Perk-based crowdfunding promises – as the name suggests – the funder a certain perk in exchange for capital: This might be the case with the production of a video game, where fans who crowdfund the venture get to purchase the game earlier, at a special discount or may receive a limited fan package upon release.
All the different types of crowdfunding, may it be donation-, reward-, or perk-based have in common that funders do not get any say in the way a firm conducts its business nor do they obtain any shares or specific rights. That again is one of the most important differentiators between crowdfunding and crowdinvesting.
Spreading all over Europe
Crowdfunding is not just big in the generally more open-minded environment of the United States but by now, numerous crowdfunding platforms have evolved elsewhere. indievoic.es, for example, is acting internationally and is mainly a target for social agenda projects with a connection to media and civic society awareness programmes. Ideastarter.com from Slovakia, on the other hand, is a local platform where mainly art projects of independent painters or artists as well as projects that have to do with the creative industries can be funded by the crowd.
Seedrs is another platform that bears options for fans to crowdfund projects but also investors to crowdinvest in other ideas. The majority of the projects on the website open for funding, however, generally apply more to crowdinvesting. Austria-based 1000×1000 is a comparable platform with projects supported by crowdfunding such as a theatre venture or by crowdinvesting such as a venture that produces tablet computer cases out of wood. At 1000×1000, the latter would be called an equity-based funding project, showing again the difficulties of differentiating between crowdfunding and –investing.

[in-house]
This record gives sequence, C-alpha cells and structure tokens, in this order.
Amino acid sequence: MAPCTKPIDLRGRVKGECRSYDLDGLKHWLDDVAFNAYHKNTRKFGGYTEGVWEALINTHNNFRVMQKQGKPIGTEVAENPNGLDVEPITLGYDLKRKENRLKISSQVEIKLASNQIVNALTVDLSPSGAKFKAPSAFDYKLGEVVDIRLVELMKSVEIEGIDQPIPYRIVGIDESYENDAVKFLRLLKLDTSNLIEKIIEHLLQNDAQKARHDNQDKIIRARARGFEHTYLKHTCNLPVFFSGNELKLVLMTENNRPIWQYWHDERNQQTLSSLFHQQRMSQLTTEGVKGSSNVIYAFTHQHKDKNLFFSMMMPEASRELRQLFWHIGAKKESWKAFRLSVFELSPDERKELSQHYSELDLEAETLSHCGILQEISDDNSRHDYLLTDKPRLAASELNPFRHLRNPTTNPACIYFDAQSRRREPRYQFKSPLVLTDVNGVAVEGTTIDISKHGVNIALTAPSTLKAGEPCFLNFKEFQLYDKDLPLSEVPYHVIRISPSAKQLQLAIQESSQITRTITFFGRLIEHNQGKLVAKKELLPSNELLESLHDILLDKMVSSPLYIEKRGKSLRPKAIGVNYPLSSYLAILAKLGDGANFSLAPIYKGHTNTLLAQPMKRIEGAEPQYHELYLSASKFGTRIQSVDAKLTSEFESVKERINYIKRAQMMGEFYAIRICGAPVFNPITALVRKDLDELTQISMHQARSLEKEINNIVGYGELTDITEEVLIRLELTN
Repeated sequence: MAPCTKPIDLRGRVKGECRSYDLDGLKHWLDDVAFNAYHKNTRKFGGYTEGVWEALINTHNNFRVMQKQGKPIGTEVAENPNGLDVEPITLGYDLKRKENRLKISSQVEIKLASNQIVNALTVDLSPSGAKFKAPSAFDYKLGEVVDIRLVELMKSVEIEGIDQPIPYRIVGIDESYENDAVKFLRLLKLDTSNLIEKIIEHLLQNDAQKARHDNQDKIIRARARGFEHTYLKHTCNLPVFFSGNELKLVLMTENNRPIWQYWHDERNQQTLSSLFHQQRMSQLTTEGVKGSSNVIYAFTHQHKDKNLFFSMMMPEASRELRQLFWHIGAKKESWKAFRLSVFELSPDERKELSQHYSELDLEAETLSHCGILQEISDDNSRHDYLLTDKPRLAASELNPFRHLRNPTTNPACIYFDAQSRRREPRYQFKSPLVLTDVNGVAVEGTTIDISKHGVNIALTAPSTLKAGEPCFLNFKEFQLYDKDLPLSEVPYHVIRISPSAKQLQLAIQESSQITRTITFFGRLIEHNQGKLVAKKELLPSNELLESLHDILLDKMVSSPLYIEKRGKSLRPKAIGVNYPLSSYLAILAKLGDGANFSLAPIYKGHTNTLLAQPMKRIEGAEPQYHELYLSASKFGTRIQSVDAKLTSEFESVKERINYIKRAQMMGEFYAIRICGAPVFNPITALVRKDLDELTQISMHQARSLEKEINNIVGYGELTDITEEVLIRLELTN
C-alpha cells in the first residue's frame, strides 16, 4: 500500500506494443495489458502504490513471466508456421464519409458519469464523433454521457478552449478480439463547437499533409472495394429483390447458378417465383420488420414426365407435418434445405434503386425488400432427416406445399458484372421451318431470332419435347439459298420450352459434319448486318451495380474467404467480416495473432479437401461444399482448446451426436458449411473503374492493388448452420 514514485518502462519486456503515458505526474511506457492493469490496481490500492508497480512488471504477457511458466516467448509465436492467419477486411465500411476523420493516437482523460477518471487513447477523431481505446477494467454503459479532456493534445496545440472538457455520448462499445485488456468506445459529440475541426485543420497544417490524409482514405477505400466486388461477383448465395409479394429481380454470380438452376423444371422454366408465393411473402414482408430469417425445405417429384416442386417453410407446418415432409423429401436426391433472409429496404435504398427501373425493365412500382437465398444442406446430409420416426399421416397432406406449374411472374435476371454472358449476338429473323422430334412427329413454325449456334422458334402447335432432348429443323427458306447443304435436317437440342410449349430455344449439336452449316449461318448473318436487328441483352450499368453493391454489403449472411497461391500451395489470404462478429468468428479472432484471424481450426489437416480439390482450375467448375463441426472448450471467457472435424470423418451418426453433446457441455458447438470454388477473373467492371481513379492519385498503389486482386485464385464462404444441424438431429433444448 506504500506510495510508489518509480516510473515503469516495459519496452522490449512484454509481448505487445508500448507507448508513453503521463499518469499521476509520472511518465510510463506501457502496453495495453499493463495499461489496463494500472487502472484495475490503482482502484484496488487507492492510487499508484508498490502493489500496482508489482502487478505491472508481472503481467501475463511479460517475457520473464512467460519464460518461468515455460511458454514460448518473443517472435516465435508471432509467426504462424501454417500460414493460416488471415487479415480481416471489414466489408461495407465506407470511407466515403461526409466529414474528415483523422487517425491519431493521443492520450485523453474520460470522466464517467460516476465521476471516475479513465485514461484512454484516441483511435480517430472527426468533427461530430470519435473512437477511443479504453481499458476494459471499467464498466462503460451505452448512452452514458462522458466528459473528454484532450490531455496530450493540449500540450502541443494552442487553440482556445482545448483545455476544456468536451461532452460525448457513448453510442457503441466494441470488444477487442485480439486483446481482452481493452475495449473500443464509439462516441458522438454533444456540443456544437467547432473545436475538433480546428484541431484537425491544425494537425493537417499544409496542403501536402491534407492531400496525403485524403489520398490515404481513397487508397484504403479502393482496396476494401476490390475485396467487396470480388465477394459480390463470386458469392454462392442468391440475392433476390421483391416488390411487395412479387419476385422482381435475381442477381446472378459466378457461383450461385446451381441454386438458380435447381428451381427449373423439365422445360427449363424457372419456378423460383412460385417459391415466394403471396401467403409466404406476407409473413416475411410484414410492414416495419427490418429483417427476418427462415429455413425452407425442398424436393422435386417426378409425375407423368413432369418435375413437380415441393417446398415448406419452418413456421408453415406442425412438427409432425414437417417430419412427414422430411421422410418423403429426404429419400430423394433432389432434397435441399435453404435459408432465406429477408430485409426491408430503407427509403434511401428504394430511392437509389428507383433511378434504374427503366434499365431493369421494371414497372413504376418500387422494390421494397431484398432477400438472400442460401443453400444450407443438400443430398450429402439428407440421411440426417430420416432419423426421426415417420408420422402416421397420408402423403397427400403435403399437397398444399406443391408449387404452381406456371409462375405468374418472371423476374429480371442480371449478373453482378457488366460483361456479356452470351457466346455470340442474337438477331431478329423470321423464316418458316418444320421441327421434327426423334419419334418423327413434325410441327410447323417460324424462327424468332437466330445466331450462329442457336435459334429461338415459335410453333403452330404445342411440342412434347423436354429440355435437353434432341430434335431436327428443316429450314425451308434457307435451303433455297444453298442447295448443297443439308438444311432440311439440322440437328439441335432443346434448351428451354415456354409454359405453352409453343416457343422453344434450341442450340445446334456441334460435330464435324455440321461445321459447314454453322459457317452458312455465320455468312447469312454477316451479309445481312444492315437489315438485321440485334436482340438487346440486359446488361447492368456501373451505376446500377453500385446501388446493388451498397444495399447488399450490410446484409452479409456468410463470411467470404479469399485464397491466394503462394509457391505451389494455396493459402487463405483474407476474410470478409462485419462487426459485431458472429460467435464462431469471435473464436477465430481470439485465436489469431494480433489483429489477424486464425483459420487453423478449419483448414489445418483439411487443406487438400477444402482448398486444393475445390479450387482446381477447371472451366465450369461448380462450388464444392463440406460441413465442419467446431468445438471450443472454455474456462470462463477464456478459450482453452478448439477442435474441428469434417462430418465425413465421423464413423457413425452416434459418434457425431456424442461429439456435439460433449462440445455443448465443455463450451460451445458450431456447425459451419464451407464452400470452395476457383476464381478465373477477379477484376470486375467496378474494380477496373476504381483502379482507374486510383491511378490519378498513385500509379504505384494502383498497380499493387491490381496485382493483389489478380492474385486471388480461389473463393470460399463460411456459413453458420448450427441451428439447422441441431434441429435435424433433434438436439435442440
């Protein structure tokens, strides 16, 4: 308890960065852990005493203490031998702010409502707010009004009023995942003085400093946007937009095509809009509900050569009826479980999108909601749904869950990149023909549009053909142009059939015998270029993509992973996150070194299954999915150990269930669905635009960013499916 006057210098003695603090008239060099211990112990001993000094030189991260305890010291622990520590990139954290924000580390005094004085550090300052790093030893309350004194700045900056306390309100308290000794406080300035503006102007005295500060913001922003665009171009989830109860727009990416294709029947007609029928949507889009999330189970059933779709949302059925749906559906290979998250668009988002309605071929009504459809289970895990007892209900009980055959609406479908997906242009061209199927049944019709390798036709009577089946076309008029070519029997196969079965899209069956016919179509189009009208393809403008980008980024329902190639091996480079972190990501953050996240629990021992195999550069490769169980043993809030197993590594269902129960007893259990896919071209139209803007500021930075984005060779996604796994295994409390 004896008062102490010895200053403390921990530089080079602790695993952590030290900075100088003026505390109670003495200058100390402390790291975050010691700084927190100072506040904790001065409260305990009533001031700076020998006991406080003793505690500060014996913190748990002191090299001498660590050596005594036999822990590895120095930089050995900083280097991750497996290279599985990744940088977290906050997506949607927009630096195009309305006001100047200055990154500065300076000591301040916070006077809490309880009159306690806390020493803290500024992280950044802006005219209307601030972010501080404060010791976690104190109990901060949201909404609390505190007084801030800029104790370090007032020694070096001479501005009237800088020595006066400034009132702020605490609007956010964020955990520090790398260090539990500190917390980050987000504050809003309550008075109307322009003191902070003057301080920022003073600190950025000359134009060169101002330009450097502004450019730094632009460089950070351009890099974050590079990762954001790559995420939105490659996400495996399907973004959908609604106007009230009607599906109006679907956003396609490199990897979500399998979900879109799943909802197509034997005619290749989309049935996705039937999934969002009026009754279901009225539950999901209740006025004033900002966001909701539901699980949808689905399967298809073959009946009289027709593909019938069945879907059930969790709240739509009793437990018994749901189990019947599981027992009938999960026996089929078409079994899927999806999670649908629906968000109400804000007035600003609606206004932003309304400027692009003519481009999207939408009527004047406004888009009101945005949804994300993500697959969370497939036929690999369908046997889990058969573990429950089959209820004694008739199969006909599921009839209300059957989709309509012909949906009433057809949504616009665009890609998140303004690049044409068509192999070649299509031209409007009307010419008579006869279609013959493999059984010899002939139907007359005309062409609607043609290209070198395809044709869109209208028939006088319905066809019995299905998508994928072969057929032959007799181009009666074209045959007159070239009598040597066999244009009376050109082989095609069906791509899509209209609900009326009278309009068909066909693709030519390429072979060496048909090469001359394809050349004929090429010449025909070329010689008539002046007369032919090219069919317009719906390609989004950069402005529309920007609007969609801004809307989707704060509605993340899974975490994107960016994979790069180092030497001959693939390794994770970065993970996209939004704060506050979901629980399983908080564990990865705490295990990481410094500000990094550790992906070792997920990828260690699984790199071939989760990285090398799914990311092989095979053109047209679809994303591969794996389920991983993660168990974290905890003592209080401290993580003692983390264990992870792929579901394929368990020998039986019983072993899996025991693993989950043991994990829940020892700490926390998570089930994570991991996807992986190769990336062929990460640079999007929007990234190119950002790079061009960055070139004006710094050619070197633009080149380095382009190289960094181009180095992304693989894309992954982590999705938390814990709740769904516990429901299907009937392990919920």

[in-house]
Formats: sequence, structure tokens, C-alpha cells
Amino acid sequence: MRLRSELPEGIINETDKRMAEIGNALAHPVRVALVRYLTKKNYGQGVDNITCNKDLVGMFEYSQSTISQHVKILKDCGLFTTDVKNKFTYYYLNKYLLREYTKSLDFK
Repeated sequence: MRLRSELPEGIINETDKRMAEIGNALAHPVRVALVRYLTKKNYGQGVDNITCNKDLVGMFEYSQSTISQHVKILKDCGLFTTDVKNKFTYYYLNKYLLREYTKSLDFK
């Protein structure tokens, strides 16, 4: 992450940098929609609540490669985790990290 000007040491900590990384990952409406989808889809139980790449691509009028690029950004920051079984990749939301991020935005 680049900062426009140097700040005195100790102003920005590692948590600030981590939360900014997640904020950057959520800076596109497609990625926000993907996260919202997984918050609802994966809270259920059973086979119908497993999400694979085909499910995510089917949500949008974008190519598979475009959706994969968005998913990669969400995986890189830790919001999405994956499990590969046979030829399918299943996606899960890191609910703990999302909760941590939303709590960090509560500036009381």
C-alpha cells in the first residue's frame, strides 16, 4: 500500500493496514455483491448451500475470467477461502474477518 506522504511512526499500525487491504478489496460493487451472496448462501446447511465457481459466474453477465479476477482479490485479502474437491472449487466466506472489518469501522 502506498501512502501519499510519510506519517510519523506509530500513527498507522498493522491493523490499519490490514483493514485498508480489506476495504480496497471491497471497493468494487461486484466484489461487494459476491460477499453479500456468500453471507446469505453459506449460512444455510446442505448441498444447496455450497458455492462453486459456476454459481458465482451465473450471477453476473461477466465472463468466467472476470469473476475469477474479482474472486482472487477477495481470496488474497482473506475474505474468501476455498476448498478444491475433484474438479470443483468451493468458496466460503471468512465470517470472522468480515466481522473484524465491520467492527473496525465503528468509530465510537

An initiative from Slovenia, on the other hand, is the Crowdfunding Lab established by the folks at Poligon coworking space. It is a place where people can talk about their knowledge and experience with the process of running a crowdfunding campaign. Today, 11 April, the team is hosting a Crowdfunding Regional Forum, which will bring together a number of experts to discuss the latest trends in the field.
Actually, it has been there already
When it comes to the history of crowdfunding, a curious point is that the actual idea is not entirely new: Already back in the 17th and 18th century, an early sort of crowdfunding model was used by publishers who wanted to raise capital for the production of a book: they often asked colleagues and friends to promote the title and so get interested people to pre-order, thus covering production costs. The advertisers then would be getting a discount and often a mentioning on the paperback for the most successful ones in return. A business model that has been compared as being somewhat close to a form of reward- or donation-based crowdfunding as it is known today.
Or, when in 1885 the money for the pedestal of the Liberty Statue ran out, famous American journalist Joseph Pulitzer raised enough capital from over 100.000 people so that the construction could continue. (You can read more here). Frankly, it seems crowdfunding in fact has some of its roots in the “new world”; they just go back longer than thought of at first. In the meantime, this concept seems to be getting more and more attractive also in the “old world” – Europe.